Article published on the 2009-02-25 Latest update 2009-02-25 11:19 TU
"I'm not giving up," says Veyrat. This is just au revoir and I hope that I will be able to start up again when I'm fit again."
Veyrat denies that he has been worn down by the pressure of being a Michelin-starred chef, which led another French chef, Bernard Loiseau, to commit suicide in 2003.
"On the contrary, I pay tribute to gastronomic journalists at Michelin and Gault Millau [another well-known restaurant guide] who make chefs famous," he says, adding, "You don't bite the hand that feeds you."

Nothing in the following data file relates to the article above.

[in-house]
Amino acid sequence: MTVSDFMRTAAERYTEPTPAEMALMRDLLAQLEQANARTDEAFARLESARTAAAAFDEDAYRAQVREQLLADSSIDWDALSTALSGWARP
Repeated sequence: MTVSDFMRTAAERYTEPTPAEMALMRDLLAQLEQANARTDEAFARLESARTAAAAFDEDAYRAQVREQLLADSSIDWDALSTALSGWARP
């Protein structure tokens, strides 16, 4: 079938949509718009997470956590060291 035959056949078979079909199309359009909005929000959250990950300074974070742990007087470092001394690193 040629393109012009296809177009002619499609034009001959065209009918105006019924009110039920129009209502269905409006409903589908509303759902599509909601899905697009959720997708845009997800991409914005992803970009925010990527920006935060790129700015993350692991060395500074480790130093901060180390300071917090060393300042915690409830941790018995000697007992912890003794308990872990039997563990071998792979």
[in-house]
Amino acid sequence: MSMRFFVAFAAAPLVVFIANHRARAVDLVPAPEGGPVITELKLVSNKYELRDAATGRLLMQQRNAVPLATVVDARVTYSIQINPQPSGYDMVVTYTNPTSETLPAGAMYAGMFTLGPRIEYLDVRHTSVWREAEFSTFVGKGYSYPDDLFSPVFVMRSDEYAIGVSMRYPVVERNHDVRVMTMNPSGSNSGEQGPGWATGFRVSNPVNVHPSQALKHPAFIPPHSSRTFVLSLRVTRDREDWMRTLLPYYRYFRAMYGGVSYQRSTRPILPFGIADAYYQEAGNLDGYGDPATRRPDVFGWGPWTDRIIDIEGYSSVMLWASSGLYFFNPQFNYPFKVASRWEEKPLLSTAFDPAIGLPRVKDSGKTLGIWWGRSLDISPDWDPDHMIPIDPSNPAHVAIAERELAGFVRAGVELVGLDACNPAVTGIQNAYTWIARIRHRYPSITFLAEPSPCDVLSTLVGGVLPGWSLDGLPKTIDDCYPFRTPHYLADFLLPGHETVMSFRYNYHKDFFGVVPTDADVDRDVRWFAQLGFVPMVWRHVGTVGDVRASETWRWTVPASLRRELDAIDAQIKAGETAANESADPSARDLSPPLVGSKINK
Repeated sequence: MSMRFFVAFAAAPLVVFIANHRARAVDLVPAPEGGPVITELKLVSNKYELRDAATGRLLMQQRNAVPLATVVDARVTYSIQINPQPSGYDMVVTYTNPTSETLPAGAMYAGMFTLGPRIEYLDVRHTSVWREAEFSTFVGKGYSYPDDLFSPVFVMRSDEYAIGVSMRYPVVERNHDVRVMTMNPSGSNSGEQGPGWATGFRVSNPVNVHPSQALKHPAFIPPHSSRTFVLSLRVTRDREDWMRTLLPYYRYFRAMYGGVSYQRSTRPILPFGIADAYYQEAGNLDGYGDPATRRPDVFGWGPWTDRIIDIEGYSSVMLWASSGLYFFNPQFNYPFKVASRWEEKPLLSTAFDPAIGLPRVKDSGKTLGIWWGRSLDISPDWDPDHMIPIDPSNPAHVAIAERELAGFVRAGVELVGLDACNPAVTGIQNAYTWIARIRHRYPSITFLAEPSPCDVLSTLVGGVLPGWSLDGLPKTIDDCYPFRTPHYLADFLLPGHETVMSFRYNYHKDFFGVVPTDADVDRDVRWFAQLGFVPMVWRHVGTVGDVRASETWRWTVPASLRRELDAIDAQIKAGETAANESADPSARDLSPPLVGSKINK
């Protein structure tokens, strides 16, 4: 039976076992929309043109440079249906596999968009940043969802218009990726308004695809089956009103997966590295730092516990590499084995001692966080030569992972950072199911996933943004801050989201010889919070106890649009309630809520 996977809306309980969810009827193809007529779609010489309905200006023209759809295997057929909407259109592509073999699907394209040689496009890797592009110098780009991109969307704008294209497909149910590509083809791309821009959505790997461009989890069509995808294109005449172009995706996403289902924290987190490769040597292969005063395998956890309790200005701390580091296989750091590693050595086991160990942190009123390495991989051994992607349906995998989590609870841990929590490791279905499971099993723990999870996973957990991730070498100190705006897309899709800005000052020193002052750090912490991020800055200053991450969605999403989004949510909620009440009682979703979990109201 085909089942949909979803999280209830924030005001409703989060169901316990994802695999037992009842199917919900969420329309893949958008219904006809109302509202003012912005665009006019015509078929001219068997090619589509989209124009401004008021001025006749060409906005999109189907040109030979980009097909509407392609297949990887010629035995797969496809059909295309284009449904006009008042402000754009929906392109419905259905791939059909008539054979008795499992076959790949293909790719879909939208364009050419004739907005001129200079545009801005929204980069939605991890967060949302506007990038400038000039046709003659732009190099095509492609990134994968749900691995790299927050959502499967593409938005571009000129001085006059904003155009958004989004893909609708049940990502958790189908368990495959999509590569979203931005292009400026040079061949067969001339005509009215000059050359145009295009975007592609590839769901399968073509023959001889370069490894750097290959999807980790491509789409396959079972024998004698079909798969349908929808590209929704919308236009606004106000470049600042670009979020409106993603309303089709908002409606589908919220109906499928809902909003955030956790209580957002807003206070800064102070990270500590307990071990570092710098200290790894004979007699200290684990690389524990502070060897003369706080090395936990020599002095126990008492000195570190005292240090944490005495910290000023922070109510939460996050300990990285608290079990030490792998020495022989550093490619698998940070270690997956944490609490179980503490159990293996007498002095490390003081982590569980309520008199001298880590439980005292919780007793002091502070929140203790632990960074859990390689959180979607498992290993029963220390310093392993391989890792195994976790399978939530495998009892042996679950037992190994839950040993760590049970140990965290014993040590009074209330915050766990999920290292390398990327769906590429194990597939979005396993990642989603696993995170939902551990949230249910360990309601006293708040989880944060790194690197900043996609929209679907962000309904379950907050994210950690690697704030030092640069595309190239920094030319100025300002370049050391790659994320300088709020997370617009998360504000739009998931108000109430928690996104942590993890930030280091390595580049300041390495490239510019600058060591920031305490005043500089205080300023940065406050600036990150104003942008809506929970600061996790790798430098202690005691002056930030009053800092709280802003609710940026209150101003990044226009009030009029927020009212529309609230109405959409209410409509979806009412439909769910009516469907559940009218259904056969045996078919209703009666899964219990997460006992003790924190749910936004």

Veyrat, who is 58-years-old, is a self-taught cook, whose parents were farmers in the Savoy region, where the French Alps are situated.
Apart from his trademark black hat, he is famous for discovering little-known wild herbs and using them in his cookery. Dishes on offer at his Auberge de l'Eridan include scallops with snow crocus pistils and a local lake fish, omble chevalier, with wild poppies.
Veyrat, like farmer and activist José Bové, is an opponent of malbouffe (low-quality fast-food) and has opened an organic fast-food outlet in Annecy, as well as a botany museum, cooking school and restaurant in the village of his birth.